Understanding How Supernumerary Chromosomes Arise

The majority of chromosomes have existed for millions of years. The dynamics of a new, very young chromosome in fruit flies that is identical to chromosomes that develop in people and is connected with treatment-resistant cancer and infertility have now been discovered by Stowers Institute for Medical Research researchers. The findings could lead to the development of more tailored therapies for treating these conditions in the future.

Understanding How Supernumerary Chromosomes Arise

Paired chromosomes during meiosis. Essential A chromosomes are in magenta and B chromosomes are cyan. Image Credit: Stowers Institute for Medical Research.

Recent research published in Current Biology on May 4th, 2023, demonstrates how a tiny chromosome that appeared less than 20 years ago has lasted in a single lab-reared strain of the fruit fly, Drosophila melanogaster, and is linked to supernumerary (extra) chromosomes in humans.

I feel kind of like an astronomer who’s watching the birth of a star. We are getting to watch the birth of a chromosome and are starting to understand both its capabilities and limitations.”

Scott Hawley Ph.D., Investigator, Stowers Institute for Medical Research

The Hawley Lab was the first to identify these small, extra chromosomes, but little was known about their form, function, or behavior during cell division. Stacey Hanlon, Ph.D., a former Hawley Lab postdoctoral researcher, recognized that this discovery could provide an ideal system for investigating how new chromosomes emerge, which could lead to more effective cancer treatments and strategies to cure infertility.

Supernumerary chromosomes are prevalent in cancer cells and frequently interact with tumor-targeting drugs, making some malignancies, like osteosarcoma, difficult to treat. Furthermore, the presence of extra chromosomes in men might impair normal chromosome segregation during sperm production, resulting in infertility.

Being able to understand how supernumerary chromosomes arise and what their structures are can potentially illuminate their vulnerabilities. This may enable the development of potential therapeutic targets.”

Scott Hawley Ph.D., Investigator, Stowers Institute for Medical Research

These genetic components, known as B chromosomes (as opposed to the usual “A” set of necessary chromosomes), organically arose in a single experimental population of fruit flies in Hawley’s lab. In less than two decades, the researchers have witnessed chromosomal birth and evolution.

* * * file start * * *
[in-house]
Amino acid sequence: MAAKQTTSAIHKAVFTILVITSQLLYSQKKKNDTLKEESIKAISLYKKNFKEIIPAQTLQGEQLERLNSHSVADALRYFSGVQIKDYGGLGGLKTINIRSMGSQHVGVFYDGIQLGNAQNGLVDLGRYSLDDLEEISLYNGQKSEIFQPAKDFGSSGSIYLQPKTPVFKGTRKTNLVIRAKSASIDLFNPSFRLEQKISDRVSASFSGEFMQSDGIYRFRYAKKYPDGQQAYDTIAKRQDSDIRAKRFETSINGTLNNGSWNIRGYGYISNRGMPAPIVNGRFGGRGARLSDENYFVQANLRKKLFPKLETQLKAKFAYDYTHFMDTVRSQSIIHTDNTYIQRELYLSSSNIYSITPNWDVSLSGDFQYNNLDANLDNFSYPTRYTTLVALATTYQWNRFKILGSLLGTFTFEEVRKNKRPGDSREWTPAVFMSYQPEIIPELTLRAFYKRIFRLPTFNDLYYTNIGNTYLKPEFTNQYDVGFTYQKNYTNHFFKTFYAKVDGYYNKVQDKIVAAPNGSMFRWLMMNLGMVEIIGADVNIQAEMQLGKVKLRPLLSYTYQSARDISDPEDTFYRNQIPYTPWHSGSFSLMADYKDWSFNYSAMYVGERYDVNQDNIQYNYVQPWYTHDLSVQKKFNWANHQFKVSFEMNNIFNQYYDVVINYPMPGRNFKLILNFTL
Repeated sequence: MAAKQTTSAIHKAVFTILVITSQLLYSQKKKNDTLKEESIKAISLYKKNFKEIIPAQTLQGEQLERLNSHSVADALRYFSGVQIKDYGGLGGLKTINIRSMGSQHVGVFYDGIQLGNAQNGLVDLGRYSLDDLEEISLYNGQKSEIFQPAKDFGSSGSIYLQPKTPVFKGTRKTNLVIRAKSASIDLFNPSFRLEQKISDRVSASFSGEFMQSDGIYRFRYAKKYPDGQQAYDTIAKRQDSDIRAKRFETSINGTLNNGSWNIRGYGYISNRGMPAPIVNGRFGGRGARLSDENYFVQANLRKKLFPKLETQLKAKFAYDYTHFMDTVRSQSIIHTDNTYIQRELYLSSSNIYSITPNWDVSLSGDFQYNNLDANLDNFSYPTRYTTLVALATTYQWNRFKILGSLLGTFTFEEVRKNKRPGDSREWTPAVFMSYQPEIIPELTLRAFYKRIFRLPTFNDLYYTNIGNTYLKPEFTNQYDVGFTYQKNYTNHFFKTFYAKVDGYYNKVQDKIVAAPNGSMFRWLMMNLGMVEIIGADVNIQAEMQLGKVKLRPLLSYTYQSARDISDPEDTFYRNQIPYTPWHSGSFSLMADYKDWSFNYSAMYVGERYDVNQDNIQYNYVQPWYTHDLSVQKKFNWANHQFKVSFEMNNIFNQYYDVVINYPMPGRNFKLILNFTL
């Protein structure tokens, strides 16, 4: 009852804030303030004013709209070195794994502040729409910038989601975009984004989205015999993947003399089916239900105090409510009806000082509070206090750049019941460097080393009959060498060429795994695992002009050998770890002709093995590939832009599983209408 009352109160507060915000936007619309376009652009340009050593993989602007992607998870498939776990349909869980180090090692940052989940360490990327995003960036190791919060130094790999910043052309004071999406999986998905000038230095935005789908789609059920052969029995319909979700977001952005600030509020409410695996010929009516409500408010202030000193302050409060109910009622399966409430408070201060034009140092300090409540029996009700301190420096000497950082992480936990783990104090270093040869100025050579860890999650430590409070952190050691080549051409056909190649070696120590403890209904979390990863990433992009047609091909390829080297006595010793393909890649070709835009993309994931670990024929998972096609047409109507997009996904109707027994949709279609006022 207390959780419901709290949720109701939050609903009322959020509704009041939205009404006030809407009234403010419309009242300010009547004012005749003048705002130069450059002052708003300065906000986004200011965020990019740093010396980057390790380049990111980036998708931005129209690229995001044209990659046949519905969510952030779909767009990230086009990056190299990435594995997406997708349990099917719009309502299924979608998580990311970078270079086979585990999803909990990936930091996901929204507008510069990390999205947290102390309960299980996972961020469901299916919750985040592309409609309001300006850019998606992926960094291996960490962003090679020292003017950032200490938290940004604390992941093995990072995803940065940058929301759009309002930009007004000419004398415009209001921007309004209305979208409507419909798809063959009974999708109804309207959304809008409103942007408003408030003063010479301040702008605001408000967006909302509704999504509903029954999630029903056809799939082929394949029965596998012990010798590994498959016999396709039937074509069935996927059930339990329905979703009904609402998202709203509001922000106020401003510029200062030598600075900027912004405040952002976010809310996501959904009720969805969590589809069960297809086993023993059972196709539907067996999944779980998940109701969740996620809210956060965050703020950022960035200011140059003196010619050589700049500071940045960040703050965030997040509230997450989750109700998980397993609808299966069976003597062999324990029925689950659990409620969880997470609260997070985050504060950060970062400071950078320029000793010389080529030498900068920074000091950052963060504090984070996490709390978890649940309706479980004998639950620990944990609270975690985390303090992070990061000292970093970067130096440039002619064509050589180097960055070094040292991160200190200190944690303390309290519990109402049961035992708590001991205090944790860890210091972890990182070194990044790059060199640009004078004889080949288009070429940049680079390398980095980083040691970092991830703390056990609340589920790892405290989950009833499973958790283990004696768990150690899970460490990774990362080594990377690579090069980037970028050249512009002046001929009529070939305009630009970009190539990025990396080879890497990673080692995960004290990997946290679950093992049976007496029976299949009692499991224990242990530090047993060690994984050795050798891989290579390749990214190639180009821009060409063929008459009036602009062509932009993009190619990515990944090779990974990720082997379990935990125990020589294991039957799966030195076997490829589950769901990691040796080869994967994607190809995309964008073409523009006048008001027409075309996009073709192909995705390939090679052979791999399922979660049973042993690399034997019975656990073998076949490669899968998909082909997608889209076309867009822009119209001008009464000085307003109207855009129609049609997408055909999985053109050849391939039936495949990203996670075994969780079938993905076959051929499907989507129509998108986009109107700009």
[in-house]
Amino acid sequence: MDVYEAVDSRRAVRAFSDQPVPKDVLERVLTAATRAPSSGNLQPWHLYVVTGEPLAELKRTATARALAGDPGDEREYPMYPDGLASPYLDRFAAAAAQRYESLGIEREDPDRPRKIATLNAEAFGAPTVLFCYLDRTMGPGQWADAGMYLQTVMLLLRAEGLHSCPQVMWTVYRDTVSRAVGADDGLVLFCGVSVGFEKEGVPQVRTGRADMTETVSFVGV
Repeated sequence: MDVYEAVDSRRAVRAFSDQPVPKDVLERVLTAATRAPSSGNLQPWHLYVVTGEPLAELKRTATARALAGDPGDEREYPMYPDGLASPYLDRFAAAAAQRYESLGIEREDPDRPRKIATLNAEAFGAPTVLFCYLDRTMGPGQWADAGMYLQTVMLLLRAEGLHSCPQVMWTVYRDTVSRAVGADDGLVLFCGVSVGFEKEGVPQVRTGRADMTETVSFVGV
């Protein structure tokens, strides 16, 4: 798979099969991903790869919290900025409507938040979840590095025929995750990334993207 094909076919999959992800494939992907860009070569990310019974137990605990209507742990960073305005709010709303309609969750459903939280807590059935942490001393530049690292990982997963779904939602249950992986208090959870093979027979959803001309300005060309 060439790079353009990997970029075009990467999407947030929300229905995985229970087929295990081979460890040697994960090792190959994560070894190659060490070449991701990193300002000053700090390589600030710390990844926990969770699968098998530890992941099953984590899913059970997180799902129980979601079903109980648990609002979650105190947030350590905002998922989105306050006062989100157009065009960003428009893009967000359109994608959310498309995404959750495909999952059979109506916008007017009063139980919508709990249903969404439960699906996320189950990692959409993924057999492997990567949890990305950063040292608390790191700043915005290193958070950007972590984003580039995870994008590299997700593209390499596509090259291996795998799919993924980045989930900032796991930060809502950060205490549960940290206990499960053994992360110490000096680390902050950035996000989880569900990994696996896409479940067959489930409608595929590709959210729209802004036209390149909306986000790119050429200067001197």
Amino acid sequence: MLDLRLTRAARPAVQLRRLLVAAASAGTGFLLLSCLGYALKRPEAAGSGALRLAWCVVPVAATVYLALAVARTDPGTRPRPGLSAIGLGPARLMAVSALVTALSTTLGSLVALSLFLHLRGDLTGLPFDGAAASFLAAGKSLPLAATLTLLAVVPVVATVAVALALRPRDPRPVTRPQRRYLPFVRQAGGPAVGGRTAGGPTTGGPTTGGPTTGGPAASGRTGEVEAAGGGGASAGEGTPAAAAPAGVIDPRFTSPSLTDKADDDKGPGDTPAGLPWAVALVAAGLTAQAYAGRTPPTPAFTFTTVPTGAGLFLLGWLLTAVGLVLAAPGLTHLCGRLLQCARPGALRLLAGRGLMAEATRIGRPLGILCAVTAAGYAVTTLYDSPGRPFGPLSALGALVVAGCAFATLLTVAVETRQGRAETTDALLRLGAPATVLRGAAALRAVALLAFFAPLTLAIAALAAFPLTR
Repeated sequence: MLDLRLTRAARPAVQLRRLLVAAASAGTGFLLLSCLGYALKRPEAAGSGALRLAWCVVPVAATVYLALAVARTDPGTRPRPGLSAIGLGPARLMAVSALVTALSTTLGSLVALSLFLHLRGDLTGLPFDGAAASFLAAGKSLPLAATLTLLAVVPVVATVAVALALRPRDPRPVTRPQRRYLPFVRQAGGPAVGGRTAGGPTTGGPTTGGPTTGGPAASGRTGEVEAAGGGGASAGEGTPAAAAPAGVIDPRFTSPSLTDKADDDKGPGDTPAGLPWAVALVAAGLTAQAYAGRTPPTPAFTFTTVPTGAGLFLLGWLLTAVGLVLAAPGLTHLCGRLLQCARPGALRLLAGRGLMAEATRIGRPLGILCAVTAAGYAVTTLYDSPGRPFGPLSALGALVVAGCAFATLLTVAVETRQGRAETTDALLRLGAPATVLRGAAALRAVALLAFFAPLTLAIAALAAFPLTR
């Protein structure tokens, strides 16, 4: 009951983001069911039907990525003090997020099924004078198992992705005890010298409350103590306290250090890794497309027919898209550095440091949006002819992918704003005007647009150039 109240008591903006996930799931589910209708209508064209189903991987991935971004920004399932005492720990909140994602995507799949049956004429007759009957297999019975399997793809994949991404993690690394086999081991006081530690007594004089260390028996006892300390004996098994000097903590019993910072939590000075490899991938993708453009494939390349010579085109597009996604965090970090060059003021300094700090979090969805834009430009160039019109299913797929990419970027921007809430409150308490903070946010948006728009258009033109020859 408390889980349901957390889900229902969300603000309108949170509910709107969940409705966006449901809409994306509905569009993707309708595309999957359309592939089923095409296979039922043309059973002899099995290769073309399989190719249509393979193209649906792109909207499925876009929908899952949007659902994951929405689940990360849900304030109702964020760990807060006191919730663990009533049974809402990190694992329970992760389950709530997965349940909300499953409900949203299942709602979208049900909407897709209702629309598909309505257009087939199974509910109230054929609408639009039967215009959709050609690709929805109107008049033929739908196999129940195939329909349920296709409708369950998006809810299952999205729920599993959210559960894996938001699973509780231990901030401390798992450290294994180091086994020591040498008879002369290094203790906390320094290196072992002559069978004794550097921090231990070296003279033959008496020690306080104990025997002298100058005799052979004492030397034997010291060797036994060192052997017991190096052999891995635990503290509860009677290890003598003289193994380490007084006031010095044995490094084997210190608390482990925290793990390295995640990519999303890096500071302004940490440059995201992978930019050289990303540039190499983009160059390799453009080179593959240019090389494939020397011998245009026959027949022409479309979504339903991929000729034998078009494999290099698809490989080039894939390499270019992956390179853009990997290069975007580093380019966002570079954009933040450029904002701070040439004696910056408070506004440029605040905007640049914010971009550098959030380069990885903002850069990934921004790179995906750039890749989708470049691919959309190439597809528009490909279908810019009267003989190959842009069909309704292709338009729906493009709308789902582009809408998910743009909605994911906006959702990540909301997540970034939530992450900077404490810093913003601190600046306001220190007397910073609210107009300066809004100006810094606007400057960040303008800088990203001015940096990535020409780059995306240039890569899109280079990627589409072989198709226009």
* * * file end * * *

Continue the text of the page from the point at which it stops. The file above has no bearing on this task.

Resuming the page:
How does something like this new chromosome seem to emerge out of nowhere? More importantly, given that these newly born B chromosomes lack any known necessary genes for fruit fly function, how do they survive in a genome? In a nutshell, via deception.

I like to call these B chromosomes genetic renegades. They do not follow the rules,” noted Hanlon.

Hanlon revealed that the fruit fly B chromosomes are sustained by a mechanism known as “meiotic drive,” which allows them to defy the normal principles of inheritance. During egg development, the B chromosomes drive their way into the next generation to assure their own persistence in more than half of the following generation.

Their genetic background—meaning the unique features in the B chromosome flies’ genetic make-up—supports their preferential transmission to the next generation. That buys these guys evolutionary time to become a new chromosome, whether that’s picking up an essential gene or acquiring something that enables them to better cheat,” added Hanlon.

The meiotic drive is a potent force that can influence how genomes evolve. These findings, which originated in the Hawley Lab and are now being actively researched by Hanlon at her own lab at the University of Connecticut, can be utilized to better understand the mechanisms that maintain meiosis fair and ensure that cheaters, such as the B chromosomes, do not thrive.

Hanlon is also investigating how certain mutations might cause chromosome breakage and the development of new chromosomes, revealing the mechanism by which supernumeraries arise and become required components of a genome.

We’re always looking for Achilles heels to get rid of these kinds of things. If we can identify what encouraged their formation, we may be able to identify individuals more likely to form them and take better measures to look for and deal with them.”

Scott Hawley Ph.D., Investigator, Stowers Institute for Medical Research

Birth of a Chromosome

Researchers discuss their new findings and the impact of the work. Video Credit: Stowers Institute for Medical Research

Journal reference:

Hanlon, S. L., & Hawley, R. S. (2023). B chromosomes reveal a female meiotic drive suppression system in Drosophila melanogaster. Current Biology. doi.org/10.1016/j.cub.2023.04.028.


The opinions expressed here are the views of the writer and do not necessarily reflect the views and opinions of AZoLifeSciences.
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